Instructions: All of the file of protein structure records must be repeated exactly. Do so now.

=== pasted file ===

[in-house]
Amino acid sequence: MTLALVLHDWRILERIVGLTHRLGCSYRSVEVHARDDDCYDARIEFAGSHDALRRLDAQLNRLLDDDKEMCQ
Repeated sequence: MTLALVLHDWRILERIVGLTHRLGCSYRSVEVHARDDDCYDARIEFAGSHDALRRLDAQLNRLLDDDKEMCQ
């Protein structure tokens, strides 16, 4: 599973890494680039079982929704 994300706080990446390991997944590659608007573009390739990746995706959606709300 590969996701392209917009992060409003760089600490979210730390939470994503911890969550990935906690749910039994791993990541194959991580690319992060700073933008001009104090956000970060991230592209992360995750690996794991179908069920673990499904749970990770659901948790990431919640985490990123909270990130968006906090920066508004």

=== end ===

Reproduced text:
[in-house]
Amino acid sequence: MTLALVLHDWRILERIVGLTHRLGCSYRSVEVHARDDDCYDARIEFAGSHDALRRLDAQLNRLLDDDKEMCQ
Repeated sequence: MTLALVLHDWRILERIVGLTHRLGCSYRSVEVHARDDDCYDARIEFAGSHDALRRLDAQLNRLLDDDKEMCQ
């Protein structure tokens, strides 16, 4: 599973890494680039079982929704 994300706080990446390991997944590659608007573009390739990746995706959606709300 590969996701392209917009992060409003760089600490979210730390939470994503911890969550990935906690749910039994791993990541194959991580690319992060700073933008001009104090956000970060991230592209992360995750690996794991179908069920673990499904749970990770659901948790990431919640985490990123909270990130968006906090920066508004």